We formed into a cortege. Two American Legionnaires led the way with their flags ruffling and snapping in the wind. While the mother and I trailed the wagon and the others followed, crowded together for warmth and support. We half-stepped down a deserted main street to a well-maintained farmhouse at the far end of town.
They held a wake that evening. Escorts were not required to attend such events, but the thought of my own mother having to endure such an ordeal compelled me to go. It was an eerie scene. A color photograph of a smiling, young, redheaded, freckled-faced, blue-eyed pilot hovered over the flag-draped coffin. Votive candles cast flickering shadows on the walls. Old men in work clothes were in back whispering, teenaged girls were crying, and old ladies were on their knees counting their beads and murmuring prayers.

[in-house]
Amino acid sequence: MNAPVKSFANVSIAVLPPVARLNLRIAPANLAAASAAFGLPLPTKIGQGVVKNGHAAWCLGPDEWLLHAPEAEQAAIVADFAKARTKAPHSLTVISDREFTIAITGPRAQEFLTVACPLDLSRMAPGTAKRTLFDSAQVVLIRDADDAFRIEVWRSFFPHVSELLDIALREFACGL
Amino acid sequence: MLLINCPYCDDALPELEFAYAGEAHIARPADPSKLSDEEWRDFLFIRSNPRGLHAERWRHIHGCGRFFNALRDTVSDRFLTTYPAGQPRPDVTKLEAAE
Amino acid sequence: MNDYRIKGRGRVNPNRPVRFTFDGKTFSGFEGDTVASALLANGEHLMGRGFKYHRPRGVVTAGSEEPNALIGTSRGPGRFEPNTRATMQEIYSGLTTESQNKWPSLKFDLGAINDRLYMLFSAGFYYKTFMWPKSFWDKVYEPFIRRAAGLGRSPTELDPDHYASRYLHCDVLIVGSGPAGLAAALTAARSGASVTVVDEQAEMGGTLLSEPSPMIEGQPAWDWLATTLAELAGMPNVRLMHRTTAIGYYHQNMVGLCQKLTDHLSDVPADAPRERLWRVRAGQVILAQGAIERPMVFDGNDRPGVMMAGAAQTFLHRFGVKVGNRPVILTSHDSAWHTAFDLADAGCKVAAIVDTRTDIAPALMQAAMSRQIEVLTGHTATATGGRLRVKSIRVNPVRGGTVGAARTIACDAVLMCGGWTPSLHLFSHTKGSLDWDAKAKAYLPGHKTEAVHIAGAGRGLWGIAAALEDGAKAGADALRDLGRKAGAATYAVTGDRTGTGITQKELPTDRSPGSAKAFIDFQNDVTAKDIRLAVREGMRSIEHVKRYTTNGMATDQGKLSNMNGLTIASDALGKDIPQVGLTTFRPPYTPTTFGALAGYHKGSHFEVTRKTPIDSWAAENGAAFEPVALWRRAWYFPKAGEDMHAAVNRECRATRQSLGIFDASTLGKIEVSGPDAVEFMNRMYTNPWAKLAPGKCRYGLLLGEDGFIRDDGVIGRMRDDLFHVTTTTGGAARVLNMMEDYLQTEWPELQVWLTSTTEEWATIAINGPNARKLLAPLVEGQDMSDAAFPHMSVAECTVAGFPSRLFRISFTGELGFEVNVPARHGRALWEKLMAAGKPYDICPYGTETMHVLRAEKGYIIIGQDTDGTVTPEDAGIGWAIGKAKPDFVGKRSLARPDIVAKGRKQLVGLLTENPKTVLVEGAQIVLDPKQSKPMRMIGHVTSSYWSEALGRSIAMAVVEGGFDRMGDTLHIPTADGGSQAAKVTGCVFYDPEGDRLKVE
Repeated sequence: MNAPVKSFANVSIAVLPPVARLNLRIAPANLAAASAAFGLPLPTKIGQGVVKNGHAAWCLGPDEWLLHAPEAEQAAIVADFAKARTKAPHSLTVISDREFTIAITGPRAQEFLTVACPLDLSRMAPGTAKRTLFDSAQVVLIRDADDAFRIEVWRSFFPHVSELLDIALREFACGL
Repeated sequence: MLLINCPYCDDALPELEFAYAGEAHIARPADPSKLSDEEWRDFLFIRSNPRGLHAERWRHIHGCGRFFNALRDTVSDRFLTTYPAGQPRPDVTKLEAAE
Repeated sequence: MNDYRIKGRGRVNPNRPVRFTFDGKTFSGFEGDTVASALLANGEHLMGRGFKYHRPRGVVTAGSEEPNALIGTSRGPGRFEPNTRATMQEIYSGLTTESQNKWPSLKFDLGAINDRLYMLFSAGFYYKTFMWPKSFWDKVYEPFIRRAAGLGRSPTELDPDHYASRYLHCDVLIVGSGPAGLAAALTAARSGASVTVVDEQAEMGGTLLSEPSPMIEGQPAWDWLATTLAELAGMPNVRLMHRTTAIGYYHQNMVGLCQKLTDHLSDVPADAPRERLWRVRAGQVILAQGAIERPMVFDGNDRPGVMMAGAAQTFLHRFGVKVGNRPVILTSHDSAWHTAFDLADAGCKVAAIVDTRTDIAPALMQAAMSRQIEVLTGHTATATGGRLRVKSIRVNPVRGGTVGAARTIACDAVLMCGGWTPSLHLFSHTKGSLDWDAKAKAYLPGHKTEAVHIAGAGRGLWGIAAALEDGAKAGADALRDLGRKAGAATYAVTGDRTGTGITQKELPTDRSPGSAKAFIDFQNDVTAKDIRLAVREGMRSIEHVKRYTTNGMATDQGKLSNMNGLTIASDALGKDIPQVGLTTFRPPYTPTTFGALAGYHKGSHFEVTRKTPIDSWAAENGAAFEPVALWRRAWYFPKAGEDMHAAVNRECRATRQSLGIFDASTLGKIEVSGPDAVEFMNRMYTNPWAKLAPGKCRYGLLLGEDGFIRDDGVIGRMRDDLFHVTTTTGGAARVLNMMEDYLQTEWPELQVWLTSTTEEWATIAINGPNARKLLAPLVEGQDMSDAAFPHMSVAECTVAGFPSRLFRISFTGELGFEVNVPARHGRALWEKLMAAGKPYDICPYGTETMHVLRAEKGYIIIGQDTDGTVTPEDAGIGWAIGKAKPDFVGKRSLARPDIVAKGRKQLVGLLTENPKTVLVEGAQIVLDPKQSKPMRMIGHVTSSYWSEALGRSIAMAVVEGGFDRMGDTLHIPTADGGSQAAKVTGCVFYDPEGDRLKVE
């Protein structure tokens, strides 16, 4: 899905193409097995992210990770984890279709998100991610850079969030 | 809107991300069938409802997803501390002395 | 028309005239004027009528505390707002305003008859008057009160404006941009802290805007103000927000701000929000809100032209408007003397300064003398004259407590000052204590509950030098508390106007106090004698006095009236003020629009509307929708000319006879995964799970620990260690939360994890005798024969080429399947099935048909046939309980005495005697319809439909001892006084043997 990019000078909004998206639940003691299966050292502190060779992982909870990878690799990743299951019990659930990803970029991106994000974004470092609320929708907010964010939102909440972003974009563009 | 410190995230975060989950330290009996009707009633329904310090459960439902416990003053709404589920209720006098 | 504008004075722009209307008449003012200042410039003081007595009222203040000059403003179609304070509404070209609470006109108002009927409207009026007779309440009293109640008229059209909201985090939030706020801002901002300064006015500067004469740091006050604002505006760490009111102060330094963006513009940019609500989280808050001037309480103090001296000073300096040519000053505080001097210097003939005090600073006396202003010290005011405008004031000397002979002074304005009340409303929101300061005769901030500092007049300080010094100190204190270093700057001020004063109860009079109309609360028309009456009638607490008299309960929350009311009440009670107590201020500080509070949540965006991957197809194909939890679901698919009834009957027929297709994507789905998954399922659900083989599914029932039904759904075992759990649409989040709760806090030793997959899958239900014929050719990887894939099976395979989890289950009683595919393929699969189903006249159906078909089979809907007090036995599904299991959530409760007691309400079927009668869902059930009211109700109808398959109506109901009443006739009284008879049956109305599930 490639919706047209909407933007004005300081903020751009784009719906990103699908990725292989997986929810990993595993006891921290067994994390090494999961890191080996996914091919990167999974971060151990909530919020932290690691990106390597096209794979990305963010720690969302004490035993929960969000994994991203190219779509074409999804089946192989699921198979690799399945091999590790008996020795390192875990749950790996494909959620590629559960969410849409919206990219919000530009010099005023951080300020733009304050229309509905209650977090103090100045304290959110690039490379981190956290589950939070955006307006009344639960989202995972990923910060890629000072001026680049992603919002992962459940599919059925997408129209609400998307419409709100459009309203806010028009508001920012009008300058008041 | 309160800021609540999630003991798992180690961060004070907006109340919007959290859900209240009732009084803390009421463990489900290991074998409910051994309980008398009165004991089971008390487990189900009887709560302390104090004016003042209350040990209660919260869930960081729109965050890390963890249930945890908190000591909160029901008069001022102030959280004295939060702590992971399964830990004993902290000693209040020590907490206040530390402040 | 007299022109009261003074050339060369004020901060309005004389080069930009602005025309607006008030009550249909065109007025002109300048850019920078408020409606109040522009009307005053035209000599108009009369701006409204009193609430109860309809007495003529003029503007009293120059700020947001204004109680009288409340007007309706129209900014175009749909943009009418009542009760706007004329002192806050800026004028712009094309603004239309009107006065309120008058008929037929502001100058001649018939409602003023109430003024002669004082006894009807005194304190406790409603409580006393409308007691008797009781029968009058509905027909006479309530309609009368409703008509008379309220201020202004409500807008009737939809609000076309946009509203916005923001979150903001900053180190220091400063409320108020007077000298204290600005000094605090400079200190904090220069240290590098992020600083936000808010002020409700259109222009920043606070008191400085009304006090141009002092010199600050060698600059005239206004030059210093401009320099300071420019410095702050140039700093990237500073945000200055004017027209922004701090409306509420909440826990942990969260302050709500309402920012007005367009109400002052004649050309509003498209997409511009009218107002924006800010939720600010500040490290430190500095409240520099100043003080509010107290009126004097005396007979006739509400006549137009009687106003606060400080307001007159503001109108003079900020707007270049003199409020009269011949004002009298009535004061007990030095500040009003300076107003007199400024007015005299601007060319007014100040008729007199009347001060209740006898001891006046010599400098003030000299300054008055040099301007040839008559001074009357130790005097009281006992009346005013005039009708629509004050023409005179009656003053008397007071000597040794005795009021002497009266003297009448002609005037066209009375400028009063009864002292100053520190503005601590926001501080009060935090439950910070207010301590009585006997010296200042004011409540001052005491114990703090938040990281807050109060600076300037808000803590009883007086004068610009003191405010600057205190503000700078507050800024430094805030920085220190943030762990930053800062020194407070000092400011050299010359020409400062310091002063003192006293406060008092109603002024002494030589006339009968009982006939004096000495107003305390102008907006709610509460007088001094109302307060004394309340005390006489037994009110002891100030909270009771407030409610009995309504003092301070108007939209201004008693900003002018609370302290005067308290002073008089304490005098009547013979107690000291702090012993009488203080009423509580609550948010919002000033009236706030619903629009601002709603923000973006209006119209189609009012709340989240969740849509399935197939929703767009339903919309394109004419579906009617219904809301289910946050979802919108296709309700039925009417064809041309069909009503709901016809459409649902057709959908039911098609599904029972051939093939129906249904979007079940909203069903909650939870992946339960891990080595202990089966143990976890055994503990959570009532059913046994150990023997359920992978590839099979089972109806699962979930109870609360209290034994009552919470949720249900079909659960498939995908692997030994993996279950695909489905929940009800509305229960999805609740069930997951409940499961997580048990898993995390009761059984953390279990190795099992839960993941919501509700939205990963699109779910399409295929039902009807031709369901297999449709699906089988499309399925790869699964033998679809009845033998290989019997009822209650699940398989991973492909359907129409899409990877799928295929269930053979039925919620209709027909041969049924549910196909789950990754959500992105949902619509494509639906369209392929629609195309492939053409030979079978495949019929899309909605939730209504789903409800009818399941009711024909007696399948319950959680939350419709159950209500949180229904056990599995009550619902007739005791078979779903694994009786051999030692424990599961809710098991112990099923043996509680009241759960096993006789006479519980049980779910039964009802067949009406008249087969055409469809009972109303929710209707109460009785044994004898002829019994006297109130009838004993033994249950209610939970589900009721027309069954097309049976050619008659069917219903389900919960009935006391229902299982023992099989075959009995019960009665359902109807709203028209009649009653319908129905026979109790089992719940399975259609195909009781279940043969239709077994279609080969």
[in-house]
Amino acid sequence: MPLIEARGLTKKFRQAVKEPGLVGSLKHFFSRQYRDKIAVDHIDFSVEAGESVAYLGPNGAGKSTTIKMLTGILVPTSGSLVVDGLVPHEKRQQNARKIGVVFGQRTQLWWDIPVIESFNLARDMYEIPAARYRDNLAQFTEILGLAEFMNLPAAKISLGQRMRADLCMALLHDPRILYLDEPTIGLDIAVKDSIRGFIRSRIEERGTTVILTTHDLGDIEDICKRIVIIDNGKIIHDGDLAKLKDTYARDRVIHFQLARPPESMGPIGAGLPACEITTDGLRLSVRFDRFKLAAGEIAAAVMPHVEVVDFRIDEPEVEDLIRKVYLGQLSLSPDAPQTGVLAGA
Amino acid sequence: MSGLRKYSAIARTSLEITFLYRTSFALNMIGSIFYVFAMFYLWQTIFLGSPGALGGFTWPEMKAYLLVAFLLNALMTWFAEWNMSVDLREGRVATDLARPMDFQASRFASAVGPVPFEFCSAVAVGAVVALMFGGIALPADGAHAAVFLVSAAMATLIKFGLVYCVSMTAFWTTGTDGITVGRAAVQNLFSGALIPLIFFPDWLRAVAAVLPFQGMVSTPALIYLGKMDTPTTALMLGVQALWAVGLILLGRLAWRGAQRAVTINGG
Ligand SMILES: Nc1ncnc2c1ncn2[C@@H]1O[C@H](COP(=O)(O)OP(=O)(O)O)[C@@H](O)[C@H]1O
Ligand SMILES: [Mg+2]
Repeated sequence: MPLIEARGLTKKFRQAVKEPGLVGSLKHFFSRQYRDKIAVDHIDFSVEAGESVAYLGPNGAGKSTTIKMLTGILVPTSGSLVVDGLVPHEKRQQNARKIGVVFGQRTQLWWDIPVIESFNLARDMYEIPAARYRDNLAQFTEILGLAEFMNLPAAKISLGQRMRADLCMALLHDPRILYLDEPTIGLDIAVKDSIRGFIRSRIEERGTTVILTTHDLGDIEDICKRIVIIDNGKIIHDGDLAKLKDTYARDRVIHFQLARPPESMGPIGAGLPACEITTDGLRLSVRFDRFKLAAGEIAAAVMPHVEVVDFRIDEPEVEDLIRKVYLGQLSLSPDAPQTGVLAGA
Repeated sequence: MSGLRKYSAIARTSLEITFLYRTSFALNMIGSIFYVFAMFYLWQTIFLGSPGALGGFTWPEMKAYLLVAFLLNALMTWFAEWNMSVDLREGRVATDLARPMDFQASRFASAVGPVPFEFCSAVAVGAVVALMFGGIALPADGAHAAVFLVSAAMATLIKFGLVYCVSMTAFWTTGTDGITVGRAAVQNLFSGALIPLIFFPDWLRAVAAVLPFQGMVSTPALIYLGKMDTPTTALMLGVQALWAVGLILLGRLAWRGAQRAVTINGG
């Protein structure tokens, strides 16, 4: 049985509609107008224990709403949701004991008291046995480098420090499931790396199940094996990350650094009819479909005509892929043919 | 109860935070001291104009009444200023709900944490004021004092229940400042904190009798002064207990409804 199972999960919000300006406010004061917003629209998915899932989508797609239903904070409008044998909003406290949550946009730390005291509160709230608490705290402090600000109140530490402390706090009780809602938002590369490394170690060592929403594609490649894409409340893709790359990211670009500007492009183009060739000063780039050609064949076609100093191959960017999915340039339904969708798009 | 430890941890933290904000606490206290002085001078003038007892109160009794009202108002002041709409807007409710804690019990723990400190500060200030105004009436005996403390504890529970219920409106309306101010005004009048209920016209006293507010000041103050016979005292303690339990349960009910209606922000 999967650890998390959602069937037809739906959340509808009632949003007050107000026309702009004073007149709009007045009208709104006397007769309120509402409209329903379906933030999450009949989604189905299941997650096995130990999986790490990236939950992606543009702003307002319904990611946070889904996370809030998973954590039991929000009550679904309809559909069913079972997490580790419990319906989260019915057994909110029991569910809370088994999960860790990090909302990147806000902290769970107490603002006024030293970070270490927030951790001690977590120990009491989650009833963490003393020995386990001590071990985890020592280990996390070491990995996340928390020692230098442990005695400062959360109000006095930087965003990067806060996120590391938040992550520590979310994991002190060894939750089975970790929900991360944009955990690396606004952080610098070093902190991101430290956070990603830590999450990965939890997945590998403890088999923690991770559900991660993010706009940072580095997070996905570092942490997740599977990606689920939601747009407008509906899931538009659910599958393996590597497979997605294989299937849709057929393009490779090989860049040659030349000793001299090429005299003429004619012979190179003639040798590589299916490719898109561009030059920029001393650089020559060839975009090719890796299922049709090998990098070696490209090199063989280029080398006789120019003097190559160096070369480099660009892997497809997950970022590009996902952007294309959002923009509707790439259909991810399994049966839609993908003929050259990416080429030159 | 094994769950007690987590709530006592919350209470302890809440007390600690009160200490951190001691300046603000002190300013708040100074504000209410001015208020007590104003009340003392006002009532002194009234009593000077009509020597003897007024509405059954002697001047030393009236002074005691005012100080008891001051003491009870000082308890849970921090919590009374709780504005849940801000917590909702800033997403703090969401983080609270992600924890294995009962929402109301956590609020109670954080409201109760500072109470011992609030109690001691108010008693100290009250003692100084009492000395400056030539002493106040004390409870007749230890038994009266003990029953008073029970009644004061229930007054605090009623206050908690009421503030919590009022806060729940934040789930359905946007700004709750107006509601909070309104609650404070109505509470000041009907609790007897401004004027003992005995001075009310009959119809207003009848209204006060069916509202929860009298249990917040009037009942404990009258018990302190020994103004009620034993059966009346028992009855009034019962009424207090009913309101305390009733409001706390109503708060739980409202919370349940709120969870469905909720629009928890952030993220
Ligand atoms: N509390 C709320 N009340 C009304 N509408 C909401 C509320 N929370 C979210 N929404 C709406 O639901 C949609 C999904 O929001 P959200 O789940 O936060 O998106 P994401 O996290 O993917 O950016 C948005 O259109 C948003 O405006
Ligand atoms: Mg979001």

Remote, and lost in her thoughts, the mother sat alone, her tear-swollen eyes on the portrait and her hands on her lap palms up. Ramrod straight, I marched to a chair next to her and sat down. She glanced at me and patted my hand as if to thank me for being there. Determined to remain aloof from the suffering in the room, I did not react. Instead, I kept my eyes forward; fists clenched, jaw tight. Suddenly she reached over, tenderly took my face in her hands, looked deep into my eyes and, with huge tears rolling down her cheeks, sobbed, "You look just like my boy." I gasped! Given my Latino features I knew all she could see was the uniform. The pain was more than I could bear, and I fell into her arms crying. The wailing swelled to a crescendo as she contained her own grief to mother and console me.